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Dragons tell the royal story

(No.5, Vol.8,Oct-Nov Vietnam Heritage Magazine)


An worshipping item used by royal family of the Nguyen Dynasty (1802-1945)









A crown, a royal seal, a box, and a sword used by kings under the Nguyen Dynasty


Dragons and phoenixes are among the four sacred animals in Vietnamese culture, the other two being kylins and turtles. In the group of four, dragons are always at the top position.
This royal creature has been introduced to audiences in an ongoing exhibition of treasured items created in the era of the Nguyen Dynasty (1802-1945), currently being held in the city of Hue.
Dragons first appeared in Vietnamese culture in the Dong Son era, which occurred from 1000 BC to the 1st Century AD. At first, the dragons were depicted only in simple structures, and they were often shown in pairs.
The imaginary animal became complicated in structure and patterns in art and cultural works when the country gained independence from feudal China, particularly in the eras of the Ly Dynasty (1010-1225) and the Tran Dynasty (1225-1400).
Experts said the eras’ dragons experienced a breakthrough in structure and art values compared to those existing in China at the time. They also carried the profound identity of Vietnamese culture.
Dragons later became vivid and typical in the era of the Nguyen Dynasty, the last monarchy in the country. Along with dragons carved intricately on wooden items, pottery makers in this era succeeded in creating dragons in different styles on items used for ritual and royal buildings. They might appear alone, in pairs or in groups.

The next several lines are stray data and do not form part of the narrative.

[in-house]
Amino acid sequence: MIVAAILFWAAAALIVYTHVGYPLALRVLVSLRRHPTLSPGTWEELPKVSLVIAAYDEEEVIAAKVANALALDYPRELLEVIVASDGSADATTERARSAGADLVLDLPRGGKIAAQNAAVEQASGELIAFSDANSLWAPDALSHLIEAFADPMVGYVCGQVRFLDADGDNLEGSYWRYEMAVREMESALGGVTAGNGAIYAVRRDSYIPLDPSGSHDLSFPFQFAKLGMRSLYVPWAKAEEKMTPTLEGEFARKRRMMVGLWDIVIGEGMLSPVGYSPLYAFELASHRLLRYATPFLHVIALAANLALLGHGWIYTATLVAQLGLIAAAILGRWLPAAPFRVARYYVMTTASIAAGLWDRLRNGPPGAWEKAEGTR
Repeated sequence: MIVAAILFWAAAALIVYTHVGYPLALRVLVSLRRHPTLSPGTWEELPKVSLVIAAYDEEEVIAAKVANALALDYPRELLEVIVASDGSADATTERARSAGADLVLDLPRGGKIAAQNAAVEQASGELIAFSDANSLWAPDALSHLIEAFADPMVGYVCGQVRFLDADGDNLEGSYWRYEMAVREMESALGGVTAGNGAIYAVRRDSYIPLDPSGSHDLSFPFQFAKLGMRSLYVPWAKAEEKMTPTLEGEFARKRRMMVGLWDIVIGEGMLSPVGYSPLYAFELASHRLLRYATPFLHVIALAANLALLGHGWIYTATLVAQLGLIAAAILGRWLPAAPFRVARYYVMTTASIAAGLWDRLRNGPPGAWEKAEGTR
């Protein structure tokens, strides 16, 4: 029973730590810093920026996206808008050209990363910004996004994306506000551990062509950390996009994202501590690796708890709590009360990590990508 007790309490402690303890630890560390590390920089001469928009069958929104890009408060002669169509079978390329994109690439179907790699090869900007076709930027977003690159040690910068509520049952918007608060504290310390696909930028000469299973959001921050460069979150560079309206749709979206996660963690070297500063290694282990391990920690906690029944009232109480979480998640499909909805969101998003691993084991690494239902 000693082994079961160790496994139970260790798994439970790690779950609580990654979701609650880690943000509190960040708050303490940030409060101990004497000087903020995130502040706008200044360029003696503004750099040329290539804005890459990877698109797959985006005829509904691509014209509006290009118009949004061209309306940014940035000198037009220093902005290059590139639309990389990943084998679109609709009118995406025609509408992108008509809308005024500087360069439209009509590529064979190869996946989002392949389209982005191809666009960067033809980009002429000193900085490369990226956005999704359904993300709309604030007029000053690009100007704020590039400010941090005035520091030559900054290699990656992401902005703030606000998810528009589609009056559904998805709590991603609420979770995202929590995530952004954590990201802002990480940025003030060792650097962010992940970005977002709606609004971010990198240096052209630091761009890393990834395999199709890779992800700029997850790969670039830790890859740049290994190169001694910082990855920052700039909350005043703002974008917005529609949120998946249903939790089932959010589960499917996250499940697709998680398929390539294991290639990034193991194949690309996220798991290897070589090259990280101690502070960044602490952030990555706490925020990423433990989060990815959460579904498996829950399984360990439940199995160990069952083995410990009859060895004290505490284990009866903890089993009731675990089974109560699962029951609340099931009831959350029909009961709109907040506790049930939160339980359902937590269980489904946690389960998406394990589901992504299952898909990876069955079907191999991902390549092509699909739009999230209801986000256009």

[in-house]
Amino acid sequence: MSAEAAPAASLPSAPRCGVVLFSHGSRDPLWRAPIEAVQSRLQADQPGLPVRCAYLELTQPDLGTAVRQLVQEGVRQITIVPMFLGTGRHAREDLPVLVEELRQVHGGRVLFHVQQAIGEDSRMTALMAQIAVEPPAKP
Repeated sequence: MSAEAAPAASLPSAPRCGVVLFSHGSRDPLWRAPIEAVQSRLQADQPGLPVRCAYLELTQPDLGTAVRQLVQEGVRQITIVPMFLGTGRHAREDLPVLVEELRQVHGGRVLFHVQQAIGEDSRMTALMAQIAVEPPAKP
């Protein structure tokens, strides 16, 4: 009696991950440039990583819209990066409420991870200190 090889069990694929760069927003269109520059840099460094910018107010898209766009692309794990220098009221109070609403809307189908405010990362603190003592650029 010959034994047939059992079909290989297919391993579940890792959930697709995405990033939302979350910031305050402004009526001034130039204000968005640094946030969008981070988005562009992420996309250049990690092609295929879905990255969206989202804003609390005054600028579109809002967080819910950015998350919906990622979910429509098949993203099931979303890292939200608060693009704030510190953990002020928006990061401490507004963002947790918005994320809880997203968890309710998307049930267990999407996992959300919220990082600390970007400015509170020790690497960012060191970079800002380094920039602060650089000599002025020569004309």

Materials for carving or embossing dragons were diversified, from items for worshipping altars, poles in pagodas and temples to stone panels, and ceramic items as well as gold, ivory, enamel, and silk items.
Dragons in this era represented the monarchy and they were presented in many places and items owned by the royal family.
They were engraved in the objects showing the supreme power of the kings, including the royal hall chairs, seals, swords, scepters and crowns.
The crowns, for instance, were categorised in several types for official meetings, daily use, and ritual ceremonies, but they were all engraved with up to 35 dragons in tiny structures.
Royal costumes designed for kings also had embroidered patterns of dragons on their laps.
Dragons were present on all items designed for kings and are rarely seen on those for queens. Phoenixes were popular for queen and princess items and sometimes carved on the items for male members of the royal family as well.
Experts said those sacred animals not only represented for the monarchy but they also carried the desires of a better life of the artisan who created them, as well as the artistic side of the products, reflected by the powerful beauty of kingly items and the utmost charm of queenly items.
At the exhibition, which started in early September and will end 5 December, more than 80 precious items carved with dragons and phoenixes are on display.
The exhibition is taking place at the Royal Antiquities Museum at 3 Le Truc Street, which is located on the right hand side of the former royal palace in the city of Hue.
The exhibits include those owned by the Hue Museum of Royal Antiquities, a place conserving almost all treasures left by the dynasty in Hue, and other items borrowed from the Vietnam Museum of National History in Hanoi.
Hue Monuments Conservation Centre, a local government body managing relics built by the dynasty in the city, said all displayed items were from the dynasty.
Phan Thanh Hai, the centre director, said the exhibits were used in dressing, daily use and administration by kings and other royal members. They are made of rare, precious materials including gold, silver and precious stones.
Every item in the exhibition is engraved with dragon or phoenix patterns, using techniques of carving or embossment.
Hai said the exhibition was part of the efforts to showcase the luxurious effects owned by the kings as well as the quintessence in craft by Vietnamese artisans in ancient times.


Text by Ha Nguyen and photos by Nguyen Van Loi
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